Wrinkling of envelopes being printed upon has been a continuing problem when the printing involves fixing with heat in a nip between pressure rollers. Conventionally, envelopes have been fed short dimension first since printers have been designed to accommodate correspondence paper sizes, not the envelopes. Typical previous attempts to print envelopes without wrinkles have involved relieving the pressure on the envelopes at various places in the fixing operation. U.S. Pat. No. 5,268,726 to Oleksa et al is representative. A prior alternative is known in which the fixing rollers are separated for the last three inches of the envelope, requiring that the envelope be oriented such that there was no text in this area since it would not be fused.


In accordance with this invention envelopes are fed flap first and flap closed between the nip of fixing rollers. The rollers may be less wide than the envelopes with the restriction that printing is prevented at the edge or edges which extend past the rollers.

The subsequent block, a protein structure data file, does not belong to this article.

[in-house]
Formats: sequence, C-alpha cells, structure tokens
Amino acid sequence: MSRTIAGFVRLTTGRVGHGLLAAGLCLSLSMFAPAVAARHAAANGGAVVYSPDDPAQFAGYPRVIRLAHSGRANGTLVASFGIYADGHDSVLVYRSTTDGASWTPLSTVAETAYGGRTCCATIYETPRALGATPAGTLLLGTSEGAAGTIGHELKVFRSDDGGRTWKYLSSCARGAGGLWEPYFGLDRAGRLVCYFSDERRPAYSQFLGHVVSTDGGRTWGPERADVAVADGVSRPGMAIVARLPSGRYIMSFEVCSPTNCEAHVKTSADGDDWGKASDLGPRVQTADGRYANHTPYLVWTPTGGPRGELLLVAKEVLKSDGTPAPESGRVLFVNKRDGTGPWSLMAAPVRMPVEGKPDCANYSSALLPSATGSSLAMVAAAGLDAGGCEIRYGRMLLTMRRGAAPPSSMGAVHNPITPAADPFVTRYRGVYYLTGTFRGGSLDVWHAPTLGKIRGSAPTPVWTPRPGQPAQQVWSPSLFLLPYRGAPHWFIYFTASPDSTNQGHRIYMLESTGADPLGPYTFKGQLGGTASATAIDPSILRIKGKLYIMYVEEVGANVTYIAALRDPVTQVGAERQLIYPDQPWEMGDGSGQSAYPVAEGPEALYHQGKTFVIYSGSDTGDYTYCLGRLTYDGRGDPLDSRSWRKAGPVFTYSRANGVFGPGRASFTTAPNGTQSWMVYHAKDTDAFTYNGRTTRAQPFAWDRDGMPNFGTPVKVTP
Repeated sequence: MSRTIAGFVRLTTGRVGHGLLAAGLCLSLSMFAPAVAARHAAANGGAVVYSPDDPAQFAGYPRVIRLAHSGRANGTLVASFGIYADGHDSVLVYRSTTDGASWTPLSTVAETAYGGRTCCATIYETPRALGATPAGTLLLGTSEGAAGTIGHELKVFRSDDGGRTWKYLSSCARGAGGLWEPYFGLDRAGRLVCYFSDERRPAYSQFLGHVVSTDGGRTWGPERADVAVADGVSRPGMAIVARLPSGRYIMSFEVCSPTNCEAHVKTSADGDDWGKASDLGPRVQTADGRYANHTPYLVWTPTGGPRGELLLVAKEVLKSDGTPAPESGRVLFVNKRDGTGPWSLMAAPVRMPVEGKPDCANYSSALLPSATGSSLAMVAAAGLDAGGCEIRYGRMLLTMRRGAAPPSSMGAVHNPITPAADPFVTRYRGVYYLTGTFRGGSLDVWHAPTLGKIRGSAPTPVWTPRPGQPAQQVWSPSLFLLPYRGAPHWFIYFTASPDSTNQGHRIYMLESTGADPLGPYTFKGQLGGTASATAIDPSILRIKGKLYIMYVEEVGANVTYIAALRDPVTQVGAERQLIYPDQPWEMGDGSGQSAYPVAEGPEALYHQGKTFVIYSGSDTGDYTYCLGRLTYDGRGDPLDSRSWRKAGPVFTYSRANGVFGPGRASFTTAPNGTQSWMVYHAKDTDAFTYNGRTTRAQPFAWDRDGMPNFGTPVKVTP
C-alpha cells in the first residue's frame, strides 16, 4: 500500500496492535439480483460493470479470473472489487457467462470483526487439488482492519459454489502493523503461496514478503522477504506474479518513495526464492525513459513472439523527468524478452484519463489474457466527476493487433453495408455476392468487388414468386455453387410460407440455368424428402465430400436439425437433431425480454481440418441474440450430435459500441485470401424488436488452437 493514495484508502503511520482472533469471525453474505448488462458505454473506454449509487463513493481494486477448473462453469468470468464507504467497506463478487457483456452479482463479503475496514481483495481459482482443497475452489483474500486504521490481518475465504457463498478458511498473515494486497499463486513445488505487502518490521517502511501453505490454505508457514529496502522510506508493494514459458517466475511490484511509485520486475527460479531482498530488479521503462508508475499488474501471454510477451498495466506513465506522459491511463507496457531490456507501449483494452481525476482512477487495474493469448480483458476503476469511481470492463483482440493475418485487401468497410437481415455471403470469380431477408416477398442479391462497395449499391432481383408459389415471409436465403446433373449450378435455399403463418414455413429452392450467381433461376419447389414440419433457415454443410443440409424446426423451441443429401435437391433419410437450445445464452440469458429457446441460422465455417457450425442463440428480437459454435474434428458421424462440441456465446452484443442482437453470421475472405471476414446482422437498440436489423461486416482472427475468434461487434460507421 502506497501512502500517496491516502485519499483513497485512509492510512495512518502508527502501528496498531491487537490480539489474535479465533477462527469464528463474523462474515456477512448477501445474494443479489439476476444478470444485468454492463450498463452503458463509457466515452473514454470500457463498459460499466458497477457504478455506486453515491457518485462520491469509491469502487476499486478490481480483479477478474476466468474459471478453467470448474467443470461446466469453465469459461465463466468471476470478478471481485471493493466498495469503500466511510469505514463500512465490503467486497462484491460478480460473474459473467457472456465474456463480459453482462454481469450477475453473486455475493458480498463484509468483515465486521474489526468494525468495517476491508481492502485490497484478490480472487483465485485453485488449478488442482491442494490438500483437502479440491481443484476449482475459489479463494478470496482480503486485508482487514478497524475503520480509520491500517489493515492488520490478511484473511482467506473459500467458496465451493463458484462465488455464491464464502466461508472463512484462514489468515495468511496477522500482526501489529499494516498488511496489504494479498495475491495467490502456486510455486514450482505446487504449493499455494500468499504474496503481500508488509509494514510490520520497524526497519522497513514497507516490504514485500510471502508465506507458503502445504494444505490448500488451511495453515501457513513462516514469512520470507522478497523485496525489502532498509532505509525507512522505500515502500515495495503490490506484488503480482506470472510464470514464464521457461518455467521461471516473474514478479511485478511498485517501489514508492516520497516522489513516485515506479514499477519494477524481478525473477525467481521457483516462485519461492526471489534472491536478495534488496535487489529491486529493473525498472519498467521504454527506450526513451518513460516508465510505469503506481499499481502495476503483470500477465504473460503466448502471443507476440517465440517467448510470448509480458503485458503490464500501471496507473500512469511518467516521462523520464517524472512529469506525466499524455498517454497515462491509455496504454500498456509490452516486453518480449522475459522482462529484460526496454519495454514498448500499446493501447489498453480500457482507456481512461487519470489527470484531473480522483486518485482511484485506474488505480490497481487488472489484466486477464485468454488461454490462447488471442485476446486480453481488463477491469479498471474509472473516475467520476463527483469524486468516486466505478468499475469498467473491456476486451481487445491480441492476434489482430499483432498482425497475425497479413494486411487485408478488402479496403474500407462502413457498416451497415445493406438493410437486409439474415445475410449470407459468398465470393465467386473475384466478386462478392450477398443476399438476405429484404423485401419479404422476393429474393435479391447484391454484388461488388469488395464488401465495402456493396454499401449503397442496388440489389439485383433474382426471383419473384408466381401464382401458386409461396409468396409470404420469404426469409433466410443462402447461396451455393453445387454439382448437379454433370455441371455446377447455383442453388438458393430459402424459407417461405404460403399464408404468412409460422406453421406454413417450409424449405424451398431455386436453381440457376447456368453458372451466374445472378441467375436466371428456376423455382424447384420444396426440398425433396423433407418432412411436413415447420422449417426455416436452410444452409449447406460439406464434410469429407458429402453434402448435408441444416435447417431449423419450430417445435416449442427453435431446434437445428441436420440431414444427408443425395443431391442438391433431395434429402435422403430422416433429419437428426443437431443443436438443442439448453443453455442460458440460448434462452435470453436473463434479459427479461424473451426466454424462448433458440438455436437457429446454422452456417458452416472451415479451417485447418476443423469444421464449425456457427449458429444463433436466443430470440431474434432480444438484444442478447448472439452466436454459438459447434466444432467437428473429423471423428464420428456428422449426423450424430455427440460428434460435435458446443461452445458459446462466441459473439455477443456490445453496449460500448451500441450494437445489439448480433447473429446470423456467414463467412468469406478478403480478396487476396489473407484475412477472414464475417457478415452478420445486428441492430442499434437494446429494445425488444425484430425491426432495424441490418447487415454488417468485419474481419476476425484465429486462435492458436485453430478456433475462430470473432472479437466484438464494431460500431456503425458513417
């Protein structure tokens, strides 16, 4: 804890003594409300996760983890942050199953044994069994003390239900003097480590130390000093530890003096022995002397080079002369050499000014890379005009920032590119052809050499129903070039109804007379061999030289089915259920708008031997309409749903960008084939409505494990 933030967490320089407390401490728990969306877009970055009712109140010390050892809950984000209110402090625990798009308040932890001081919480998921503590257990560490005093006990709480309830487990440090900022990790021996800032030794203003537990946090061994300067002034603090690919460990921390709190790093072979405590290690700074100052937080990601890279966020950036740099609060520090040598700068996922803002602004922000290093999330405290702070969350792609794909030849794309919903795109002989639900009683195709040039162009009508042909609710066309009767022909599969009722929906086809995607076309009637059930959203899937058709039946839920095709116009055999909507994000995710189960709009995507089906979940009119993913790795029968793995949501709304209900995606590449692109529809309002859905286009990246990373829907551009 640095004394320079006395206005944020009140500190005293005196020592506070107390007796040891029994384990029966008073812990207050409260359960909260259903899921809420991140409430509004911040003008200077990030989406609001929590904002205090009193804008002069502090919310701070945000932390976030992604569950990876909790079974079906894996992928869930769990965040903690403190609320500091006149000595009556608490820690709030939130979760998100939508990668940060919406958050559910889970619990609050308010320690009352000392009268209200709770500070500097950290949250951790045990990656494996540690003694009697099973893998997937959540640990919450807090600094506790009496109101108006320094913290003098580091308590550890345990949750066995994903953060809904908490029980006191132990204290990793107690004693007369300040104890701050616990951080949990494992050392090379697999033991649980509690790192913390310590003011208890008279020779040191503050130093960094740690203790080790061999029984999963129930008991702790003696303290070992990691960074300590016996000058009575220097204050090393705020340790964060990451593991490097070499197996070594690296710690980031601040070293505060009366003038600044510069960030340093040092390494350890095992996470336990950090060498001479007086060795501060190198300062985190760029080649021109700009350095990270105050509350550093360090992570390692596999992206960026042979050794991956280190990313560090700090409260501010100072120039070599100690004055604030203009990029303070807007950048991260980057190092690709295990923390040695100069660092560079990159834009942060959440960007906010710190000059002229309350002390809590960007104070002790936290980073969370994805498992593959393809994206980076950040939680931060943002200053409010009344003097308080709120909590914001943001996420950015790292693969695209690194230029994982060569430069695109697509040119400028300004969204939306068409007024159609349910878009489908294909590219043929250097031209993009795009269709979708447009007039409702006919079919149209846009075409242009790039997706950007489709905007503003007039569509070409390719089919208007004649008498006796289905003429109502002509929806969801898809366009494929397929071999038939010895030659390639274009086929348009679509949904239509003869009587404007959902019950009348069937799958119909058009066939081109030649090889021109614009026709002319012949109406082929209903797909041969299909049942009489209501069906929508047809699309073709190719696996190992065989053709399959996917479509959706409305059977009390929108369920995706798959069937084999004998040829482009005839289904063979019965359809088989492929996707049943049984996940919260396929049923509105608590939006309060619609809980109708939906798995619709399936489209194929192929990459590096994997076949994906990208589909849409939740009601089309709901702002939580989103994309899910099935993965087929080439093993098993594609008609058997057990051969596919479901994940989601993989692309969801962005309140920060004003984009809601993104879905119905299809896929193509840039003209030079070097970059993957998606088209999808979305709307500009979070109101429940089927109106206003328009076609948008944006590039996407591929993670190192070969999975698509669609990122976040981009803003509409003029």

Since the fixing rollers need not be actually lengthened, this modification adds very little to the printer apparatus cost. With respect to software this invention is a simplification, since the lines printed correspond to lines which would be input from a conventional address list. Accordingly, wrinkle-free envelope printing is achieved at very low initial and overall cost.


The details of this invention will be described in connection with the accompanying drawing, in which

FIG. 1 is illustrative of the printer as a whole and

FIG. 2 shows details of the fixing of an envelope entering the fixing rollers.


The fuser design used in the laser printer 1 of this invention is one in which one side of the medium being printed is against a reference edge in the printer. Contrary to previous printers, however; envelopes are fed with the short side parallel to the feed direction. The fixing station comprises a hot roller 3 and a backup roller 4, which form a nip receiving the media to be fixed.